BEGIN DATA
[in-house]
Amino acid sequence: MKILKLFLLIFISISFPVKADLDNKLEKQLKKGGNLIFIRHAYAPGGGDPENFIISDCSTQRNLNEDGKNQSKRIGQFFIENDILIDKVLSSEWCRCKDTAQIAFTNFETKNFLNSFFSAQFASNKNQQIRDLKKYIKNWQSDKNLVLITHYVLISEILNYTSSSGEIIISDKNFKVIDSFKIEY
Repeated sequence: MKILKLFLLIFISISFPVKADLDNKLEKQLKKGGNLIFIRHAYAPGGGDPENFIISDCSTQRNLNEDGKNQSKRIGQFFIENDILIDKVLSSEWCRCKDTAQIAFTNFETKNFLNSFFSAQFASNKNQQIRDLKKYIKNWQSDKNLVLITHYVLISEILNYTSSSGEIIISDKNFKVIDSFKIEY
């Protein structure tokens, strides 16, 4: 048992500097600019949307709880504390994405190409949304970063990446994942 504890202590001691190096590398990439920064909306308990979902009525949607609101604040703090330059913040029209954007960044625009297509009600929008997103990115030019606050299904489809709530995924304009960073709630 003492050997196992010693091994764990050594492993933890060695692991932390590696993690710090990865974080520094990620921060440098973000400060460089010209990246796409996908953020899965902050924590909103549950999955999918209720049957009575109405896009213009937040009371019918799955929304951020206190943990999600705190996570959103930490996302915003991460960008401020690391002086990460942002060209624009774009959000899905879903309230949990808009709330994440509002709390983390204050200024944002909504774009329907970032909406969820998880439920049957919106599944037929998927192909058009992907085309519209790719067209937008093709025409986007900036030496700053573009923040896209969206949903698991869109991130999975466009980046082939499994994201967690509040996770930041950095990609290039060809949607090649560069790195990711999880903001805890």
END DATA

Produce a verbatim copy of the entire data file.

[in-house]
Amino acid sequence: MKILKLFLLIFISISFPVKADLDNKLEKQLKKGGNLIFIRHAYAPGGGDPENFIISDCSTQRNLNEDGKNQSKRIGQFFIENDILIDKVLSSEWCRCKDTAQIAFTNFETKNFLNSFFSAQFASNKNQQIRDLKKYIKNWQSDKNLVLITHYVLISEILNYTSSSGEIIISDKNFKVIDSFKIEY
Repeated sequence: MKILKLFLLIFISISFPVKADLDNKLEKQLKKGGNLIFIRHAYAPGGGDPENFIISDCSTQRNLNEDGKNQSKRIGQFFIENDILIDKVLSSEWCRCKDTAQIAFTNFETKNFLNSFFSAQFASNKNQQIRDLKKYIKNWQSDKNLVLITHYVLISEILNYTSSSGEIIISDKNFKVIDSFKIEY
């Protein structure tokens, strides 16, 4: 048992500097600019949307709880504390994405190409949304970063990446994942 504890202590001691190096590398990439920064909306308990979902009525949607609101604040703090330059913040029209954007960044625009297509009600929008997103990115030019606050299904489809709530995924304009960073709630 003492050997196992010693091994764990050594492993933890060695692991932390590696993690710090990865974080520094990620921060440098973000400060460089010209990246796409996908953020899965902050924590909103549950999955999918209720049957009575109405896009213009937040009371019918799955929304951020206190943990999600705190996570959103930490996302915003991460960008401020690391002086990460942002060209624009774009959000899905879903309230949990808009709330994440509002709390983390204050200024944002909504774009329907970032909406969820998880439920049957919106599944037929998927192909058009992907085309519209790719067209937008093709025409986007900036030496700053573009923040896209969206949903698991869109991130999975466009980046082939499994994201967690509040996770930041950095990609290039060809949607090649560069790195990711999880903001805890």